Here's the oil story. October was really something. Early November proved no better. Russian oil production has reached its highest levels since prior to fall of the Soviet Union. U.S. production hit 11.6 million barrels per day last week, a new record. OPEC, the Saudis in particular, have been pouring it on as well. The result? Not too hard to figure out, at least not in hindsight.
With inventories seemingly in a constant state of growth, WTI Crude entered into a bear market all of its own, despite Iran being put back in the penalty box. Never mind that eight jurisdictions that included both of Iran's best customers (China and India) were granted temporary exemptions from these sanction.
Leading oil producers met over the weekend. The topic that will now allow for short-term manipulation of market prices for oil is that OPEC, basically led by the Saudis, might consider lopping about a million barrels worth of daily production off of the top when they meet formally next month.
The catch is this. Russia is not technically part of the cartel. The Russian economy is still heavily dependent upon oil in order to balance the budget, and according to the Wall Street Journal, Russia only needs $53 a barrel to balance the budget -- and that break-even point is only headed lower. Russia may not play ball, or may try to extract some kind of concession in order to do so.
In the meantime, what to do with energy stocks. Nothing has really worked all that well. I maintain long positions across the space, as this group is a key component of my dividend book. These names are not really hurting me, but are almost all back near net basis. One name that has hurt me is Schlumberger (SLB - Get Report) . That position is now about as small as I am willing to take it, after being forced to reduce once my $55 panic point was breached in mid-October.
My primitive thought process on the energy space is that you do need exposure as long as the dividends are safe. I believe for the major players, as the producers increasingly make use of newer technologies in order to drive down break-even points, that oil services will halt their slide. I have been wrong on oil services in the past, so follow along only cognizant of that fact and with a personal sense of caution. Now, refiners may have also bottomed (just an opinion). With the spread between Brent and WTI reaching obscene levels, a trader might expect increased demand for the cheap stuff, and an inherently larger vig to be created somewhere in the middle.
If you follow regularly, then you know that we have been out of Valero (VLO - Get Report) for some time. The name reported a solid quarter. Cash on hand has been in decline, while total debt has been expanding. I want you to be aware of that. The balance sheet is neither a fortress nor overtly alarming, in my opinion. Other fundamental signals are benign in nature. Cash flows are solid, the short position is not significant enough to artificially impact market pricing. The name runs with a healthy current ratio. The quick ratio is slightly below what I like to see, but this is an oil company. Inventory levels must be maintained.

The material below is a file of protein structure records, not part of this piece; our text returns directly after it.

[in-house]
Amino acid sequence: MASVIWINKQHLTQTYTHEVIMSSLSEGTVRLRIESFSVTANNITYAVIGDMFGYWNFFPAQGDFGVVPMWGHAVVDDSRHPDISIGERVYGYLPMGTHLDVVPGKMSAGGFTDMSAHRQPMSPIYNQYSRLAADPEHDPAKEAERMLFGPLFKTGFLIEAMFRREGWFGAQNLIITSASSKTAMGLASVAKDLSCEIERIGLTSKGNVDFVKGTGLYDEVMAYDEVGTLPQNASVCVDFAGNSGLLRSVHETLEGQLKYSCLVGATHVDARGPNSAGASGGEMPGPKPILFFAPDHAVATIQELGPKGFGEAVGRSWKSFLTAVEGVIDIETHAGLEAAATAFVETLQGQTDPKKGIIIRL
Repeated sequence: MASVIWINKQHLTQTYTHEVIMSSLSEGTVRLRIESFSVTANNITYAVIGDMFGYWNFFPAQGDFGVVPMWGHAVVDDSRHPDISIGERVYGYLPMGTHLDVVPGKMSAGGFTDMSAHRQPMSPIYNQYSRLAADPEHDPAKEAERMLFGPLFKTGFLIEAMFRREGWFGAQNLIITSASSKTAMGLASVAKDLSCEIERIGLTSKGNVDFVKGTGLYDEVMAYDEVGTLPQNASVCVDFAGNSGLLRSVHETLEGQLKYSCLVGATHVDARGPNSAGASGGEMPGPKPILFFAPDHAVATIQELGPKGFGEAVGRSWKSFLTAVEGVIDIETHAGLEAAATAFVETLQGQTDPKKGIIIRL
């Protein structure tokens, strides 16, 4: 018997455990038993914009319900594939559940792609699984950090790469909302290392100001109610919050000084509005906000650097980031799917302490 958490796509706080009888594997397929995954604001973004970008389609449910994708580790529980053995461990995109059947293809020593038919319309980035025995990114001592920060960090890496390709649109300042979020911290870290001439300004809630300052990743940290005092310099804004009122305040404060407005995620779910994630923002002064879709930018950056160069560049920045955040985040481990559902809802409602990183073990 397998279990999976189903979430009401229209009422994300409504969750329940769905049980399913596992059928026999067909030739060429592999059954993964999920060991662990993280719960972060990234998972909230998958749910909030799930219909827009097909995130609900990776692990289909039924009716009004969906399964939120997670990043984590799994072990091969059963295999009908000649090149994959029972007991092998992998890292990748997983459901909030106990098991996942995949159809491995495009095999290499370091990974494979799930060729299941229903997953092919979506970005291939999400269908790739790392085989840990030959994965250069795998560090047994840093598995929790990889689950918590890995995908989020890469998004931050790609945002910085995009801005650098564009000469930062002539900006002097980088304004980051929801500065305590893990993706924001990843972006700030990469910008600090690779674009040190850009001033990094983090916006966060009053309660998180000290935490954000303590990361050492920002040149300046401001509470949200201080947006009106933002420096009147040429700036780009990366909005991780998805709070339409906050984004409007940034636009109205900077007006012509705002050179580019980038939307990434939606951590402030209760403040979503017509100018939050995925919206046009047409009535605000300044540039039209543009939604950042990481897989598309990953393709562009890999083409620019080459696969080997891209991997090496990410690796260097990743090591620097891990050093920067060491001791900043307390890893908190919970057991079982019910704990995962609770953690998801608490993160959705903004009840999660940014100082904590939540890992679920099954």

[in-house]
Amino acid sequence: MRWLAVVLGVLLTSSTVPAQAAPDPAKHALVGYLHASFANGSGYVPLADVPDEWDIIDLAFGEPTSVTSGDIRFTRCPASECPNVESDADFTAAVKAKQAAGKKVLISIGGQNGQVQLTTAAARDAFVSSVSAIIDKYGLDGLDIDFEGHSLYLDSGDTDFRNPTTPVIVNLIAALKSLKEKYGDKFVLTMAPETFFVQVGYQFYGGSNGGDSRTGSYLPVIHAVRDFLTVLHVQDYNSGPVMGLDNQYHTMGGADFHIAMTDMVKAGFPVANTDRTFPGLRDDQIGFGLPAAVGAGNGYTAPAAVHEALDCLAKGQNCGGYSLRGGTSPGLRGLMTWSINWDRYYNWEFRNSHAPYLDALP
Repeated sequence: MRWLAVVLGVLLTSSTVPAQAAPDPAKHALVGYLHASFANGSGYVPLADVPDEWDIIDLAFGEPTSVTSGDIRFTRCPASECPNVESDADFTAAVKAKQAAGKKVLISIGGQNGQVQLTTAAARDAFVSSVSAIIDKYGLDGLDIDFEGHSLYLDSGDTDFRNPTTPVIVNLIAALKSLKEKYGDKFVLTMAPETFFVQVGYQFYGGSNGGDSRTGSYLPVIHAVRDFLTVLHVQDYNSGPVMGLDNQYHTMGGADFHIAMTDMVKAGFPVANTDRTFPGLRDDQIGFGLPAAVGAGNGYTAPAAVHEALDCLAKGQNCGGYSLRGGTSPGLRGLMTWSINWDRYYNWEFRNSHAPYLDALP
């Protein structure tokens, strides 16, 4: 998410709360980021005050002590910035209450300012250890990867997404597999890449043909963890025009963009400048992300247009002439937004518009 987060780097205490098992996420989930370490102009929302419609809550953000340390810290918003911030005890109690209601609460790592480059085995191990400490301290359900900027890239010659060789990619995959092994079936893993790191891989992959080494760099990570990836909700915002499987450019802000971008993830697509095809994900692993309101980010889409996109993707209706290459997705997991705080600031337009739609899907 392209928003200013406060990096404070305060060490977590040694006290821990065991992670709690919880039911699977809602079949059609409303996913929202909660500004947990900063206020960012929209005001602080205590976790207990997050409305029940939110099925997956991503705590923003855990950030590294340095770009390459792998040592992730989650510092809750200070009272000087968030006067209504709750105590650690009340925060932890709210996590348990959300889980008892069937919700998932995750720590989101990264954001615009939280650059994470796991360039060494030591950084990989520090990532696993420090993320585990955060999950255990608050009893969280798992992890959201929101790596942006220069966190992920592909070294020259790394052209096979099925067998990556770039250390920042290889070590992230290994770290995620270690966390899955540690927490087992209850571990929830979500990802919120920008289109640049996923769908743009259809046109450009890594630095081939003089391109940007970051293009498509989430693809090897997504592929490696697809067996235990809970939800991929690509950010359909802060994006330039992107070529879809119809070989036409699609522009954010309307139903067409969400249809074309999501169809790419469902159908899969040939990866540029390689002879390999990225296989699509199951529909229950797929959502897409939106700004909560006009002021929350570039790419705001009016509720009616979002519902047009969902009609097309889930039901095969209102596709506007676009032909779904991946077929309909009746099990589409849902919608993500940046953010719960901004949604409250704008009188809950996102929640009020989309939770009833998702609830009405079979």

There are red flags here, so proceed slowly. While some see a double bottom as a positive, others will look at this chart and see an inverted cup and handle pattern. That's bearish, and considering where the stock has come from, would imply much lower prices. Yes, this is a risky sport. Just to add a little more negative pressure from a technical view, Money Flow is awful and the shares stand at the precipice of a much feared "Death Cross." So, why go there, Sarge? Why bother?
For one, my opinion over multiple decades is that news events always trump technical analysis. Always. Obviously, the energy story is at one of those points where the fundamental story could be about to change. I'm not going to risk the rent money here. I am going to lead in with maybe one-eighth of my intended position size. Why, gang? Discipline, right? Never all in or all out at one time. If I'm wrong, Valero (VLO - Get Report) pays shareholders 3.6% just to own the shares. Not bad at all.Valero
--Target Price : $102
--Panic Point: $81
--Wall Street Average Target: $131 (according to TipRanks)
For the kid, this will be a trade, unless the stock hits $81 before $102. Then this will become an investment.Sarge's Plan (minimal lots)
--Purchase 100 shares of VLO (last: $87.58)
--Sell one January VLO $81 put (last $2.32)
--Sell one January VLO $100 call (last $0.95)
Notes: The debit created from the two options sales drives net basis down to $84.31. The firm will pay a quarterly dividend of $0.80 on December 12 to shareholder of record on November 20. This takes net basis down further, to $83.51.
Outcomes: If the trader does get called away at $100 ahead of the next earnings release, we are talking about a 19.7% profit in 10 weeks. Conversely, if this trader is forced to double down at $81, then once the same debit for the options sales and the dividend payment for the first 100 shares is accounted for, this trader will be long 200 shares at a net basis of $82.26. The trader, at that point, would sell two out-of-the-money calls going into earning two weeks later in order to manipulate that basis even lower, while re-evaluating targets.
(A longer version of this column appeared at 7:43 a.m. ET on Real Money, our premium site for active traders. Click here to get great columns like this from Stephen "Sarge" Guilfoyle, Jim Cramer and other experts throughout the market day.)